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In late January 2022, the FDA issued a guidance for the use of patient-reported outcomes (PROs) to be used across the total product life cycle (TPLC). Device makers should be aware that a PRO may be recommended by the FDA in some instances, but these measures must be validated by the sponsor before they can be used in regulatory decision-making.
The guidance addresses the principles for selecting and developing PROs for studies and trials regulated by the FDA’s Center for Devices and Radiological Health (CDRH) and the Center for Biologics Evaluation and Research (CBER). The information gathered by PROs is to be treated as valid scientific evidence for the purposes of regulatory decision making, and this guidance is exclusive of a patient-focused drug development guidance used by CBER and the FDA’s Center for Drug Evaluation and Research (CDER).
The guidance states that the use of a PRO in a clinical trial is voluntary, but that the use of a PRO may be recommended in certain standards and guidances. Given that a PRO is to be used across the TPLC, manufacturers may find the FDA recommends their use in post-approval studies and post-market surveillance studies. However, the guidance makes clear that developing a PRO in some instances will require considerable up-front work by the manufacturer before the results can be used in regulatory decisions.
There are several considerations in determining whether a given PRO is fit for the purpose for which the manufacturer intends to apply it. The first and primary consideration is whether patients find the concept behind the PRO to be meaningful and whether a change to that concept of interest (COI) would also be meaningful. The manufacturer must also provide evidence to the FDA that the PRO actually measures the COI.
The guidance states that a key consideration in assessing whether a PRO is appropriate for a given use is whether that PRO was developed in an appropriate context of use (COU). The PRO should be validated in the context of a patient population that is similar to the population that will enroll in the clinical trial in which the PRO will be deployed. This could hinge on questions such as whether the population in which the PRO was validated was at a similar disease stage as the population that will enroll in the clinical study.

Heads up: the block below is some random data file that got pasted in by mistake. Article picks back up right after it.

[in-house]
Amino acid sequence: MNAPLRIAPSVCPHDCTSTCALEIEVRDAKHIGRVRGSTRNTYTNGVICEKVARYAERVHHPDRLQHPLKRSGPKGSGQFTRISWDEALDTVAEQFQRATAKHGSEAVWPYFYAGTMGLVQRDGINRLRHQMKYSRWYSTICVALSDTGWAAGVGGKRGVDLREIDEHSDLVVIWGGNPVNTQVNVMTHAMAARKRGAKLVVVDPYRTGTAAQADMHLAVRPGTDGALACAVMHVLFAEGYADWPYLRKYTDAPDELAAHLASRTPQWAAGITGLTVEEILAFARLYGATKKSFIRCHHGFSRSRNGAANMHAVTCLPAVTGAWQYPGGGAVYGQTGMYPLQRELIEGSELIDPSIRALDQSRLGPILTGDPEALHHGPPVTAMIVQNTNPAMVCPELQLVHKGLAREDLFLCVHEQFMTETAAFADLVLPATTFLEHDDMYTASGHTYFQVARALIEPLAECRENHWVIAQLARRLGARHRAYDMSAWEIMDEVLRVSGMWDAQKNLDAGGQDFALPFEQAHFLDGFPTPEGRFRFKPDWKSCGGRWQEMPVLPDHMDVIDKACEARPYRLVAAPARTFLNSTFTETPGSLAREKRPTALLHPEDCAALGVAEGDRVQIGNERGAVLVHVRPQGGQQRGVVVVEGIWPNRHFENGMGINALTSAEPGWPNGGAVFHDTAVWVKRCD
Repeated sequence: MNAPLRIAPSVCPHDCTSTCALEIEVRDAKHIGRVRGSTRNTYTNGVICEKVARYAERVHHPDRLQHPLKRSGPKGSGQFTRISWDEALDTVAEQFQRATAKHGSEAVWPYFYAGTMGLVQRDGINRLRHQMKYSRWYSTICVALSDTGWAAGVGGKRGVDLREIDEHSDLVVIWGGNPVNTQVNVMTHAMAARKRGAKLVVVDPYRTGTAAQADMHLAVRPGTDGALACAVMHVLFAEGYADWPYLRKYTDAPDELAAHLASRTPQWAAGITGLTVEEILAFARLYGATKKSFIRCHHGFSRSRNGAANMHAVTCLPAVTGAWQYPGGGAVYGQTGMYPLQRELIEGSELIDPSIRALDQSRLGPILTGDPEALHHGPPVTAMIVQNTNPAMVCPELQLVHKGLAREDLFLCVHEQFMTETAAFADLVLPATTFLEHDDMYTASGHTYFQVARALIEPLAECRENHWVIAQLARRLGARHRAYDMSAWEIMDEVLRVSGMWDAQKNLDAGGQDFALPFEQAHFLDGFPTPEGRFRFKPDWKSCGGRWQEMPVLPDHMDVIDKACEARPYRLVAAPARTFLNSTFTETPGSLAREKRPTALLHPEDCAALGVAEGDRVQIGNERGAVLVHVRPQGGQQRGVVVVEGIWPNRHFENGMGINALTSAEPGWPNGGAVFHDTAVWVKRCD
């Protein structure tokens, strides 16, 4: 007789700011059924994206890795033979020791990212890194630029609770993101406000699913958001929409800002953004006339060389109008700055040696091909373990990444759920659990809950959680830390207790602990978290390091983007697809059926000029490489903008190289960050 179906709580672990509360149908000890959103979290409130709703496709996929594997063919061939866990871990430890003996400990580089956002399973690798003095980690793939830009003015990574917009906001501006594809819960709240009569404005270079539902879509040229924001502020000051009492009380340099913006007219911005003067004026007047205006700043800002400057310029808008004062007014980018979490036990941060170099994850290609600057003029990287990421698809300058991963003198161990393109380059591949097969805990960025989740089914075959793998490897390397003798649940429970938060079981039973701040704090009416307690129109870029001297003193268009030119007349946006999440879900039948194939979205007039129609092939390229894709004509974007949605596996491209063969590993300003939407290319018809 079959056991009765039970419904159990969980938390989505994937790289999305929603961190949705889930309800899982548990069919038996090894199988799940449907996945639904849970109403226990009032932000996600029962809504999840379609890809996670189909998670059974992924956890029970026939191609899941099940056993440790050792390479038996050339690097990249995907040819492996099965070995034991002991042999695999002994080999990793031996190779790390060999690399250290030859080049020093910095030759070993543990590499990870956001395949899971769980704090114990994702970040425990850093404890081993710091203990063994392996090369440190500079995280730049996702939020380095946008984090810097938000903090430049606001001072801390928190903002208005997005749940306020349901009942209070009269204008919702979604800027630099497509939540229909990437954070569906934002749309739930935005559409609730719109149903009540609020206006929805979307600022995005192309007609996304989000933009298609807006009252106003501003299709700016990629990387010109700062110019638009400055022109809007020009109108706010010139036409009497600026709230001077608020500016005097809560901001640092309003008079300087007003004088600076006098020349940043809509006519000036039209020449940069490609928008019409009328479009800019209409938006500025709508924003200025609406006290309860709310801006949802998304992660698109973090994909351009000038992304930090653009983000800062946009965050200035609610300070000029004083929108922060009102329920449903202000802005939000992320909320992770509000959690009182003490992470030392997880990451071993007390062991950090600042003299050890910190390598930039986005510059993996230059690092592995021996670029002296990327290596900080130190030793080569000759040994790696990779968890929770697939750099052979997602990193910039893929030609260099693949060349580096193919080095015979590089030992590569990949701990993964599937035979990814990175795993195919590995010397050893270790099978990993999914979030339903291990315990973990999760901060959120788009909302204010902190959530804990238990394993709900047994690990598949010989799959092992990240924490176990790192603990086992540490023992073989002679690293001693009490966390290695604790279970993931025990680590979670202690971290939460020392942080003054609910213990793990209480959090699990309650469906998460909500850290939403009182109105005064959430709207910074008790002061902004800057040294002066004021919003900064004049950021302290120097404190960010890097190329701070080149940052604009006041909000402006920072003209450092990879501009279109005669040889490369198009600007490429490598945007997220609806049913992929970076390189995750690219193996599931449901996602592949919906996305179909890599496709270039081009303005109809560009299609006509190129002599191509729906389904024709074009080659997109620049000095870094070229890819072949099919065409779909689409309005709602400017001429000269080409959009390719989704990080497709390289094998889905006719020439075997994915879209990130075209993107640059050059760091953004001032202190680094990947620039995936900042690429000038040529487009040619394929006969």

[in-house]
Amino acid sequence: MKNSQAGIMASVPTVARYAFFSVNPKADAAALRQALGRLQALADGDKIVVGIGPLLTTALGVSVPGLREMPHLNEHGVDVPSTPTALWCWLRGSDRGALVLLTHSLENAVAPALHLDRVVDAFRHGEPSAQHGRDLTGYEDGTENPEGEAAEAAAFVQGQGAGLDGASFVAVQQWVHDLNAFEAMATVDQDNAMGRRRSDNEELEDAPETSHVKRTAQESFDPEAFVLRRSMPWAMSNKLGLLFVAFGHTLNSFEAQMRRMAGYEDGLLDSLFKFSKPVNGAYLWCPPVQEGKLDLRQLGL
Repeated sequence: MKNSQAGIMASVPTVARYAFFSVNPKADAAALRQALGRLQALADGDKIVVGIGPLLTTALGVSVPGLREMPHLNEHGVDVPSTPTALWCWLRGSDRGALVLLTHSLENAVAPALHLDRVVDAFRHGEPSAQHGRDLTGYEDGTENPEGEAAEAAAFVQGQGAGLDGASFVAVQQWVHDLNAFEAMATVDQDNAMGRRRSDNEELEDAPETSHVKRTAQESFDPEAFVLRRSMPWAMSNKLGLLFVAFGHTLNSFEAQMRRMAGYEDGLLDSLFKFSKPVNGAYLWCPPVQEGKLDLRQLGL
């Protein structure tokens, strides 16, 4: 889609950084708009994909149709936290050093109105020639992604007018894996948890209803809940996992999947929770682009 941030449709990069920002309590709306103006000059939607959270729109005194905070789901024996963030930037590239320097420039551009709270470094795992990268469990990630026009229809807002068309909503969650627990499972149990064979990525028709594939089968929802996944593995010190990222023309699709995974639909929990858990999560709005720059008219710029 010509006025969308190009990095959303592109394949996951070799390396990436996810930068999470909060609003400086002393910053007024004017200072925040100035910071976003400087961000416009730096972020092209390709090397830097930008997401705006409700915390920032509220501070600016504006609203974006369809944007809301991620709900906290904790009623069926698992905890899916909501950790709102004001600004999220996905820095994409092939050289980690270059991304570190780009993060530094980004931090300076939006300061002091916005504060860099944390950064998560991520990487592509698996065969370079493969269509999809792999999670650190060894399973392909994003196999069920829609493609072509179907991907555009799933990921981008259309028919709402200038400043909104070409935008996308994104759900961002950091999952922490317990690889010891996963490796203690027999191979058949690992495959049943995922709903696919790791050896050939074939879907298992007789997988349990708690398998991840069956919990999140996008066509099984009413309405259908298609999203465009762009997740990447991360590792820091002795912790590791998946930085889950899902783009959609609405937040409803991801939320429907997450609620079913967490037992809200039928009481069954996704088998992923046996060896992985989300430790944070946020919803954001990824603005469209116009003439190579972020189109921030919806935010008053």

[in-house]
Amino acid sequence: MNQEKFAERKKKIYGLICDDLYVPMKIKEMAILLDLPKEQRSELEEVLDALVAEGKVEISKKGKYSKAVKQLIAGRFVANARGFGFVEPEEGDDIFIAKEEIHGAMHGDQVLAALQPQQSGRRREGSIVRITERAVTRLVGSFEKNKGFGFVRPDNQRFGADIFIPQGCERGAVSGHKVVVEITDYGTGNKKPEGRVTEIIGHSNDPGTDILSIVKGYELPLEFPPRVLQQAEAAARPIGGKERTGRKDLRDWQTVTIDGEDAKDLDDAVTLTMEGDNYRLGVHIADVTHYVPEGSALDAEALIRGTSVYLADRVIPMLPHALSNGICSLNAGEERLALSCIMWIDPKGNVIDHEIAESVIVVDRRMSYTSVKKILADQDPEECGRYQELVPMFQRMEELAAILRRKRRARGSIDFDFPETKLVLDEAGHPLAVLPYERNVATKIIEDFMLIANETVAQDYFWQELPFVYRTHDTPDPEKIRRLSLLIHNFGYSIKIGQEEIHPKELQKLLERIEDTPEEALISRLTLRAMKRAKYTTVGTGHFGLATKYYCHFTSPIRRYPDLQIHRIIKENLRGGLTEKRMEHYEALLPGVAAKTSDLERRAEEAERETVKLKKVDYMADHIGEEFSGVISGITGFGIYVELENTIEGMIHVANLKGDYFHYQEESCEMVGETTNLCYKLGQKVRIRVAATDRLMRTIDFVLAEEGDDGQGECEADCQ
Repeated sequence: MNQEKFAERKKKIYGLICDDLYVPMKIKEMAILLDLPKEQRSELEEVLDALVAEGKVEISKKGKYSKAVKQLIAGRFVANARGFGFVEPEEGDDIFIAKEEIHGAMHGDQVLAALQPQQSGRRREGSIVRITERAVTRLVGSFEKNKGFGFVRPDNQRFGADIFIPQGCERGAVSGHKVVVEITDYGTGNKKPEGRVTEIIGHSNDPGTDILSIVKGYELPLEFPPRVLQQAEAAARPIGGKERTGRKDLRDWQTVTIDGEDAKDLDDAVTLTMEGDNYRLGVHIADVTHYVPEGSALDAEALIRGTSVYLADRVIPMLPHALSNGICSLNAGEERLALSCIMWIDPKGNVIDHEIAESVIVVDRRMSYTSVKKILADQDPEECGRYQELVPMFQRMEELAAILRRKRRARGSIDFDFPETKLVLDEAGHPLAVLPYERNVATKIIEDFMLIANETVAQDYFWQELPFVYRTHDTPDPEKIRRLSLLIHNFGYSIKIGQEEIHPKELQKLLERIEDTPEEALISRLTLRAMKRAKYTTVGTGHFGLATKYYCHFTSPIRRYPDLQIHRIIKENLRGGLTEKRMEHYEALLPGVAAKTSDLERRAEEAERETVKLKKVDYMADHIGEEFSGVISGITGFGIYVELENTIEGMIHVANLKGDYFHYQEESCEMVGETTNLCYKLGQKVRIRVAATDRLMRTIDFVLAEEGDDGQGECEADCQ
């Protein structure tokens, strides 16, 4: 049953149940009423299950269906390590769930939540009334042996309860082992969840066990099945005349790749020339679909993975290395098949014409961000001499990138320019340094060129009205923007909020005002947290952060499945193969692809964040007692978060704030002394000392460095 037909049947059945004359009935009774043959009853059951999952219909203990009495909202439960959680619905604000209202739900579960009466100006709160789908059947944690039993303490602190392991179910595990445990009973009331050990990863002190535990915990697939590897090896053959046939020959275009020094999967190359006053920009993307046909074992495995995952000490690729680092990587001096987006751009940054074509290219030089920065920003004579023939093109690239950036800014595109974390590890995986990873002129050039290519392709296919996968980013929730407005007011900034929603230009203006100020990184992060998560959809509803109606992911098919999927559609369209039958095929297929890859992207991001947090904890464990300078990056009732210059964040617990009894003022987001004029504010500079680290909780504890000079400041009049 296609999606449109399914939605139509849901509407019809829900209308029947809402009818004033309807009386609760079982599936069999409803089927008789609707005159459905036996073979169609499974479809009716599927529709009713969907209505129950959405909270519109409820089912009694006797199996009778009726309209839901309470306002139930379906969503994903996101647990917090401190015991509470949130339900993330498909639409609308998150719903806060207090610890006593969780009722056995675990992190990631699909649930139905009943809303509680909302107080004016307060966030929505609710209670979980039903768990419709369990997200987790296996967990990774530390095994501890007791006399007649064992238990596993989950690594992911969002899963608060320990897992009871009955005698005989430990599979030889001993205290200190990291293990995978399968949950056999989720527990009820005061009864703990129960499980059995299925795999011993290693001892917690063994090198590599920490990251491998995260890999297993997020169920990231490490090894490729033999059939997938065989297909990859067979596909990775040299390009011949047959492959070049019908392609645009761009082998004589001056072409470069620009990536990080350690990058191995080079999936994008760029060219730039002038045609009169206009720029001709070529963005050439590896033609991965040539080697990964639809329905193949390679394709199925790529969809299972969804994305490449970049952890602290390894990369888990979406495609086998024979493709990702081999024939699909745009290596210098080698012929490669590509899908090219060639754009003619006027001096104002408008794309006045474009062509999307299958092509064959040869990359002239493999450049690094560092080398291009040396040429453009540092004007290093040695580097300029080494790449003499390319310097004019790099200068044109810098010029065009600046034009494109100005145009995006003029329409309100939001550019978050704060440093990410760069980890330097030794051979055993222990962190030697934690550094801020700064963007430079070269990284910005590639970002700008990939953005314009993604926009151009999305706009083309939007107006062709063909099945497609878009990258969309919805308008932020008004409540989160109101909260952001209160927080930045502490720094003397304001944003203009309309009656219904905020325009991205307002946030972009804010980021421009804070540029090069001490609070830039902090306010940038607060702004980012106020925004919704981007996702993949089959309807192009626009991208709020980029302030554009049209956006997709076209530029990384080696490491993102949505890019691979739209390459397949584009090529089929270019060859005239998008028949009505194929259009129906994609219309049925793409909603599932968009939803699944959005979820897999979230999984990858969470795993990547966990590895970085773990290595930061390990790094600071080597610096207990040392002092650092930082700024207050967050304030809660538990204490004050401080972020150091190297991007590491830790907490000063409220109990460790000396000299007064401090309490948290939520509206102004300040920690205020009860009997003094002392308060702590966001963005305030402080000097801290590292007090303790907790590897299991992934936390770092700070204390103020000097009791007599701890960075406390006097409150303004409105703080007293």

Guidance for Patient Input into Clinical Trials Available
The FDA also released a guidance in January 2022 for patient engagement in the design and conduct of clinical studies. This guidance was developed with the input of a two-day meeting of the FDA Patient Engagement Advisory Committee (PEAC) in 2017, but only patient advisors would be eligible to provide input into the design and conduct of a clinical trial.
The guidance defines a patient advisor as someone who has had experience living with a disease or condition, but who will not enroll in the study in question. However, the advisor may have taken part in a previous study of that disease or condition, although it may be difficult to identify a potential advisor for rare diseases.
Among the benefits of using a patient advisor in the design of a study are improved enrollment and lower rate of loss of follow-up, although an advisor can be helpful in assisting the sponsor improve the performance of an ongoing study as well. The use of a patient advisor falls outside the purview of an institutional review board (IRB), although the FDA said in the guidance that other legal considerations are outside the scope of the guidance.
One of the limitations of this guidance is that CDER does not recognize the policy, which was authored by CBER and CDRH. The FDA did not address the applicability of the guidance to combination products that include a drug component regulated by CDER, although the text of the guidance does not rule out the possibility that a device-led combination product with a CDER-regulated drug component does fall within the scope.
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